The bearded Sudeikis made a solid showcase in the film of how he can make the most out of mere few minutes on screen. Cast as the girls’ principal in what appears to be a brief cameo, it turned into something more when the lead characters got into a Lyft, only to discover that Principal Brown was their driver. Or, as he would rather be called … Jordan.
The ensuing scene turned out to be one of the funniest scenes in the film, anchored by the formidable charm and warmth of Sudeikis that “Lasso” would soon come to harness. Principal Brown’s wide-eyed innocence, and a slowly-turned head to deliver the line “Was that Cardi B?,” resulted in what Entertainment Weekly called “Sudeikis’ funniest work in years.”
What would you do if you discovered you could manifest an enormous creature that would wreak havoc on Seoul, South Korea? In fairness, this is likely something you’ve never encountered — but it’s apparently something writer-director Nacho Vigalondo has mulled over, as it became the subject of his beguiling, bizarre “Colossal.” Starring Anne Hathaway as a recently unemployed alcoholic and Sudeikis as her childhood best friend, the flick gave the actor an opportunity to show a new side, as a character far more sinister than what he is typically offered.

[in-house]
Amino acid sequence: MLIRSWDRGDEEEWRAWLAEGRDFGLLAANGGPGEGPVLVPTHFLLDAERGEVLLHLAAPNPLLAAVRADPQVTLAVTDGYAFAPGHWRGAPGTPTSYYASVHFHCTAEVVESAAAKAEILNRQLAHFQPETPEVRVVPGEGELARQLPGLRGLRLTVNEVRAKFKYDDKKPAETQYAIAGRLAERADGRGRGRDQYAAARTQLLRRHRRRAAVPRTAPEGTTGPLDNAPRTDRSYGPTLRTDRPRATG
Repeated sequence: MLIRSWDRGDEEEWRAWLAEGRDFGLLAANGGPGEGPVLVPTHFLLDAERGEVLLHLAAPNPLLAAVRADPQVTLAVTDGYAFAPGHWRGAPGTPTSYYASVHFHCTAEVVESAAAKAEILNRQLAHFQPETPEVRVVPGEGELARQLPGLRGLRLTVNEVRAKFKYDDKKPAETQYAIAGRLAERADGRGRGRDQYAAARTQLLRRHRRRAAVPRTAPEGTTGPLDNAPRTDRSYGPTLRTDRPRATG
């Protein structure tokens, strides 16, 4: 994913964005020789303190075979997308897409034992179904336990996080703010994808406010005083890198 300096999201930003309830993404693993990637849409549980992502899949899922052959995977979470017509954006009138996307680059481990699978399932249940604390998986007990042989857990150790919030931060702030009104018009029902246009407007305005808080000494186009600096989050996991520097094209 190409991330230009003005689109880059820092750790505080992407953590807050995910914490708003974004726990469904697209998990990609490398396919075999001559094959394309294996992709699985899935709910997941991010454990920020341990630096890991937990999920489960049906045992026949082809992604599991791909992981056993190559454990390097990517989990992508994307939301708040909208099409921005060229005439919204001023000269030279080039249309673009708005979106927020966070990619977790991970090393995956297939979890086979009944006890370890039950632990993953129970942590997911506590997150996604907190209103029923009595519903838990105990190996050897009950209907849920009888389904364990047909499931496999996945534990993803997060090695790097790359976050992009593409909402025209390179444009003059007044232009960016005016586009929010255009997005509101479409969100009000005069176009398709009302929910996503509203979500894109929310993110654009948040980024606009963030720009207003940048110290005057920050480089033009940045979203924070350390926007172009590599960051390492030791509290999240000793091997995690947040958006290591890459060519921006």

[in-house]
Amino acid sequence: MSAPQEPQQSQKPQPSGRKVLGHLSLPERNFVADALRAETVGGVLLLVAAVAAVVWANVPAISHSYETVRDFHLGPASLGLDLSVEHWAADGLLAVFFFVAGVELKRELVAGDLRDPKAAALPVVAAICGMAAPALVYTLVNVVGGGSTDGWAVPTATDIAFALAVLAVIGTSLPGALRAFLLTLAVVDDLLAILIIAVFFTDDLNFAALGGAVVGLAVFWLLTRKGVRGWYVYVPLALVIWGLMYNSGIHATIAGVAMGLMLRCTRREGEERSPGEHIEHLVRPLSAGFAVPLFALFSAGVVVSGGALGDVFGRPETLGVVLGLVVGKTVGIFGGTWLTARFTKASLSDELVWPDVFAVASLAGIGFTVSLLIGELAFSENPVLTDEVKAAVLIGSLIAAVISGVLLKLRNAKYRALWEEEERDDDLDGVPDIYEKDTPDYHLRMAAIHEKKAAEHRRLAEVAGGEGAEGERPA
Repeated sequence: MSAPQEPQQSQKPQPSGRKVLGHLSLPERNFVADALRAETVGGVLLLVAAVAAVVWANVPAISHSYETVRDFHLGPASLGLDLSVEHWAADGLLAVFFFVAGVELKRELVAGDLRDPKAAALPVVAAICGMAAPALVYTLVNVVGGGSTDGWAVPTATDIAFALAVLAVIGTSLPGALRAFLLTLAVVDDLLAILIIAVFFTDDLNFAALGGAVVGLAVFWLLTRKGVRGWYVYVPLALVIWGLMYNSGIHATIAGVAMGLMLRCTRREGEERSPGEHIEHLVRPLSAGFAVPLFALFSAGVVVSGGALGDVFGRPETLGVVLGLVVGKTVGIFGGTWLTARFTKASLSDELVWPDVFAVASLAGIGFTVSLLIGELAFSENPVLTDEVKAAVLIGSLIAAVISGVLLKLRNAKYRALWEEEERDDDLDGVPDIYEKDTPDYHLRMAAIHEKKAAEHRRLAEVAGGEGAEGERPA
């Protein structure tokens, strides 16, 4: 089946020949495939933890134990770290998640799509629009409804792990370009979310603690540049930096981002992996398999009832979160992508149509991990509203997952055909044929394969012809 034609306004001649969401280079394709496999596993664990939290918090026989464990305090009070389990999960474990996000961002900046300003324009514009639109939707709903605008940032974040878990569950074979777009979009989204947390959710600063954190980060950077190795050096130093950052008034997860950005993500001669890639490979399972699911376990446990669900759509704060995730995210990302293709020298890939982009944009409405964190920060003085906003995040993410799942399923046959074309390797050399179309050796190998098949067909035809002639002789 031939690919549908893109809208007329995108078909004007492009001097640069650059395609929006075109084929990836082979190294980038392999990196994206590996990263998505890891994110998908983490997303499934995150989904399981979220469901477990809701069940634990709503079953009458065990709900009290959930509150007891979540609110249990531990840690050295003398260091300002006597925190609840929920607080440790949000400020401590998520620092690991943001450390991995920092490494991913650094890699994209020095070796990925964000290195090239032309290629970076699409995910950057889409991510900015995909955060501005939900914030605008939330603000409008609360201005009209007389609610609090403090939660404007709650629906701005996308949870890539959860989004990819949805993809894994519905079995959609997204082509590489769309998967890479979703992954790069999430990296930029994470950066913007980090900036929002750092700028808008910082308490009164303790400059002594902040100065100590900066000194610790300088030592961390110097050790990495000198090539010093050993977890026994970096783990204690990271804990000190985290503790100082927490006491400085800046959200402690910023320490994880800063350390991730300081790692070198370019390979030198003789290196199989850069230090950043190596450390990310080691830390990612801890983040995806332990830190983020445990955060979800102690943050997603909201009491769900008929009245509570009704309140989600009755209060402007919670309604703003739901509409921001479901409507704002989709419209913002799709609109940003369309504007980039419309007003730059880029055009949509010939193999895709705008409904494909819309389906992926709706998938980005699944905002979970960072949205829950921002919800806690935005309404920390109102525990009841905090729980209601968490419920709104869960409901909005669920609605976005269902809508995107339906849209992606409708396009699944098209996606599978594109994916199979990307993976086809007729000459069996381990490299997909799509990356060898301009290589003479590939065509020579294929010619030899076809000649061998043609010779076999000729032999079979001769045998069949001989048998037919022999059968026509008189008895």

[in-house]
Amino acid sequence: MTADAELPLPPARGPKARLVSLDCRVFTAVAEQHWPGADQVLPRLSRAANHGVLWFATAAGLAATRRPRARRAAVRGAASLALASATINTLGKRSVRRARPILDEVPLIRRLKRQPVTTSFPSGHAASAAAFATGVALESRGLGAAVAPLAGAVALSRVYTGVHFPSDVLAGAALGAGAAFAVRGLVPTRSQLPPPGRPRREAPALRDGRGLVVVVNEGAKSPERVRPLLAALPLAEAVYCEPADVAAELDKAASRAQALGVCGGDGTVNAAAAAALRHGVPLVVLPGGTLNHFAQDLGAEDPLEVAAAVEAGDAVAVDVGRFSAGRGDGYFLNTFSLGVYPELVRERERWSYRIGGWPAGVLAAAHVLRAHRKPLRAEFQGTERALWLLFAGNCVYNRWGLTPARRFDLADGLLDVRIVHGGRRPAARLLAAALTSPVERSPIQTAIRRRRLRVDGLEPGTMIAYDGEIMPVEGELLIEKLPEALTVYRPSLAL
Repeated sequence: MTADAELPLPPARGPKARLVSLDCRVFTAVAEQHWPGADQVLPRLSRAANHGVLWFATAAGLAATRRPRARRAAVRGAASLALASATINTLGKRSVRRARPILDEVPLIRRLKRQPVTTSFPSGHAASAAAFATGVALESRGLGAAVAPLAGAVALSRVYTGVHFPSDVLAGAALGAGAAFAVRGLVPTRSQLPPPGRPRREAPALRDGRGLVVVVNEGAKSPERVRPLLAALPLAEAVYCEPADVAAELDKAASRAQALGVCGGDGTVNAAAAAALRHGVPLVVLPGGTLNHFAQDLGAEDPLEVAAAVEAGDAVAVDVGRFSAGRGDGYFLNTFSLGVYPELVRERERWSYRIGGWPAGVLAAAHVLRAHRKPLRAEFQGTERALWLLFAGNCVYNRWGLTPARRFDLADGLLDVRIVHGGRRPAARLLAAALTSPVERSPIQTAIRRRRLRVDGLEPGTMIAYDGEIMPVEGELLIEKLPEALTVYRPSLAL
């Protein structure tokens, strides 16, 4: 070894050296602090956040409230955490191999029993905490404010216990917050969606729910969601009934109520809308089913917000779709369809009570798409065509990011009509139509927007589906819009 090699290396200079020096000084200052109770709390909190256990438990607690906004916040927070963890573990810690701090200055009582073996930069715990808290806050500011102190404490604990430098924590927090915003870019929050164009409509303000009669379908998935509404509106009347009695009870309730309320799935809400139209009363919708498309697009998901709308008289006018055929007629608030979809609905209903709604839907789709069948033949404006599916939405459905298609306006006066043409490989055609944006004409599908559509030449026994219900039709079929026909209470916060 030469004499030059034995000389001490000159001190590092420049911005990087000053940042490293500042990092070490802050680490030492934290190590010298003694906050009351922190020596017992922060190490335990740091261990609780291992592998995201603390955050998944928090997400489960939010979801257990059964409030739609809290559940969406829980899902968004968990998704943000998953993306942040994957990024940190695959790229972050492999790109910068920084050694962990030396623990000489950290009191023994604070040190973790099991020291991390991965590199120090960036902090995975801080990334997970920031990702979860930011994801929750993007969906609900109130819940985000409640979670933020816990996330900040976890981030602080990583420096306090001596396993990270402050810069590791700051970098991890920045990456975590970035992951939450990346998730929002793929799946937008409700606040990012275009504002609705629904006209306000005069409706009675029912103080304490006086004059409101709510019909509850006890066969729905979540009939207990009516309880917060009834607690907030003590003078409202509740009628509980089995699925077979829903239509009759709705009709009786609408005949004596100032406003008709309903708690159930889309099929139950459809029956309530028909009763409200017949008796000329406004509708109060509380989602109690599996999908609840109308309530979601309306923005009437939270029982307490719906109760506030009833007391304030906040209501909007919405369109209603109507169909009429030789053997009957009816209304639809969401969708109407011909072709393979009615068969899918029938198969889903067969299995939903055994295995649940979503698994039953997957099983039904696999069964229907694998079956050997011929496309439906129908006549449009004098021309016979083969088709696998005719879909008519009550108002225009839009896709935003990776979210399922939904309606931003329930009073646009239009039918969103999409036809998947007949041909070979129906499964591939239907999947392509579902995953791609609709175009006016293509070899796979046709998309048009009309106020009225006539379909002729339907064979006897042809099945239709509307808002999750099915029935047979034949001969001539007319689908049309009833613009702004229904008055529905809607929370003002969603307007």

While “Colossal” might not be for all tastes, it’s worth watching for Sudeikis fans, who have never seen a side of him like this anywhere else. The role starts as friendly and charming — qualities many would associate with Sudeikis — but then the character starts to unravel, transforming himself into something far nastier. Outlets like Bloody Disgusting appreciated the performance, writing that Sudeikis nailed “Oscar’s evolution from nice guy to a–hole.” What was especially impressive was how Sudeikis portrayed Oscar’s character changes with impressive subtleties, as highlighted by Collider.